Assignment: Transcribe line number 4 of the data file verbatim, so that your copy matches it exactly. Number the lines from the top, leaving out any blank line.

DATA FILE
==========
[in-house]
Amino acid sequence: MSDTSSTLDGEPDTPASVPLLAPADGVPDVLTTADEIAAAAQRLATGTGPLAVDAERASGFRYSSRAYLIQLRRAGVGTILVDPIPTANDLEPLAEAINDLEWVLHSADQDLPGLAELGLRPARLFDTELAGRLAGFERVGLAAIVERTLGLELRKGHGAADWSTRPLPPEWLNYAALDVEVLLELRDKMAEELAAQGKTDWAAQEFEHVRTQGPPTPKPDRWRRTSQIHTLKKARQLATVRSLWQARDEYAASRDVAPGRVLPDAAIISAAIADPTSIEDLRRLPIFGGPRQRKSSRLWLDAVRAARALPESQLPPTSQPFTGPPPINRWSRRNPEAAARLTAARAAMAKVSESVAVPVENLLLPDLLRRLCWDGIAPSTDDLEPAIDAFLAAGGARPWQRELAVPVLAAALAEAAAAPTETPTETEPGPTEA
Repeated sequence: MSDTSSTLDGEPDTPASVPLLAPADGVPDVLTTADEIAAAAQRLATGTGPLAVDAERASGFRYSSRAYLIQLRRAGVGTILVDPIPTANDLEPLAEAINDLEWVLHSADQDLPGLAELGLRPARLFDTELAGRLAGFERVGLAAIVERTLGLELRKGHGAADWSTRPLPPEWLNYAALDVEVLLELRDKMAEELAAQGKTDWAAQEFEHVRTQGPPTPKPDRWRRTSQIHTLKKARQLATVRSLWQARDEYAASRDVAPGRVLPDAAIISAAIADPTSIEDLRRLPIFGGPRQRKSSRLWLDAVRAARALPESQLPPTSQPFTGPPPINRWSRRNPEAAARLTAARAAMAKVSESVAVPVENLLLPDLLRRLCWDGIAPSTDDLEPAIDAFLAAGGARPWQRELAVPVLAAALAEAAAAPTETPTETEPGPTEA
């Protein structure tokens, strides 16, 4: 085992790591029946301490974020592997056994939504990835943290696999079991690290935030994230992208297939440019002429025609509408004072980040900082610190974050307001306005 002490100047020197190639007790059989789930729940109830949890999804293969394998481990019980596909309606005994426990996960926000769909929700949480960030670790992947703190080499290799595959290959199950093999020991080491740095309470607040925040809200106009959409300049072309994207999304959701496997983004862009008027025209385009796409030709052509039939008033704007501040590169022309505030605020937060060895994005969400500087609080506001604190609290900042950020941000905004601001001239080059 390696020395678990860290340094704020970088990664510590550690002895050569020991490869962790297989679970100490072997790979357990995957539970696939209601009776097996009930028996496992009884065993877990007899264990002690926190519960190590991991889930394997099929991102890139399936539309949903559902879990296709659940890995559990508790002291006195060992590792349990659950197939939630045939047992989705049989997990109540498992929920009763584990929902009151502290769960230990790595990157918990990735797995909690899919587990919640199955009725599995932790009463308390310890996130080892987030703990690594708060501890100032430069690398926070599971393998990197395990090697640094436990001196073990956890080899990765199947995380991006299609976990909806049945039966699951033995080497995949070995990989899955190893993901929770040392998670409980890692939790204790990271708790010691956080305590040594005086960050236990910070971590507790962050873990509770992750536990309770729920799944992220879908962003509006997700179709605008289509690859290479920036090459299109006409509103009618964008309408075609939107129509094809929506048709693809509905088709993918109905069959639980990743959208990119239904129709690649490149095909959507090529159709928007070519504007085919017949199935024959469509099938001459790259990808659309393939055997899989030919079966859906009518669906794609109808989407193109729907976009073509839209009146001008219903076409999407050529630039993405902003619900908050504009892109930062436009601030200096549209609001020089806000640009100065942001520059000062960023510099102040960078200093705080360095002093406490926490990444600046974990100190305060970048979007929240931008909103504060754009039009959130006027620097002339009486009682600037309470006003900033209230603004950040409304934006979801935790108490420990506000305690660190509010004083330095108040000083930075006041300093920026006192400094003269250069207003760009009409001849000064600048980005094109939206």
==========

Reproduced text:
């Protein structure tokens, strides 16, 4: 085992790591029946301490974020592997056994939504990835943290696999079991690290935030994230992208297939440019002429025609509408004072980040900082610190974050307001306005 002490100047020197190639007790059989789930729940109830949890999804293969394998481990019980596909309606005994426990996960926000769909929700949480960030670790992947703190080499290799595959290959199950093999020991080491740095309470607040925040809200106009959409300049072309994207999304959701496997983004862009008027025209385009796409030709052509039939008033704007501040590169022309505030605020937060060895994005969400500087609080506001604190609290900042950020941000905004601001001239080059 390696020395678990860290340094704020970088990664510590550690002895050569020991490869962790297989679970100490072997790979357990995957539970696939209601009776097996009930028996496992009884065993877990007899264990002690926190519960190590991991889930394997099929991102890139399936539309949903559902879990296709659940890995559990508790002291006195060992590792349990659950197939939630045939047992989705049989997990109540498992929920009763584990929902009151502290769960230990790595990157918990990735797995909690899919587990919640199955009725599995932790009463308390310890996130080892987030703990690594708060501890100032430069690398926070599971393998990197395990090697640094436990001196073990956890080899990765199947995380991006299609976990909806049945039966699951033995080497995949070995990989899955190893993901929770040392998670409980890692939790204790990271708790010691956080305590040594005086960050236990910070971590507790962050873990509770992750536990309770729920799944992220879908962003509006997700179709605008289509690859290479920036090459299109006409509103009618964008309408075609939107129509094809929506048709693809509905088709993918109905069959639980990743959208990119239904129709690649490149095909959507090529159709928007070519504007085919017949199935024959469509099938001459790259990808659309393939055997899989030919079966859906009518669906794609109808989407193109729907976009073509839209009146001008219903076409999407050529630039993405902003619900908050504009892109930062436009601030200096549209609001020089806000640009100065942001520059000062960023510099102040960078200093705080360095002093406490926490990444600046974990100190305060970048979007929240931008909103504060754009039009959130006027620097002339009486009682600037309470006003900033209230603004950040409304934006979801935790108490420990506000305690660190509010004083330095108040000083930075006041300093920026006192400094003269250069207003760009009409001849000064600048980005094109939206």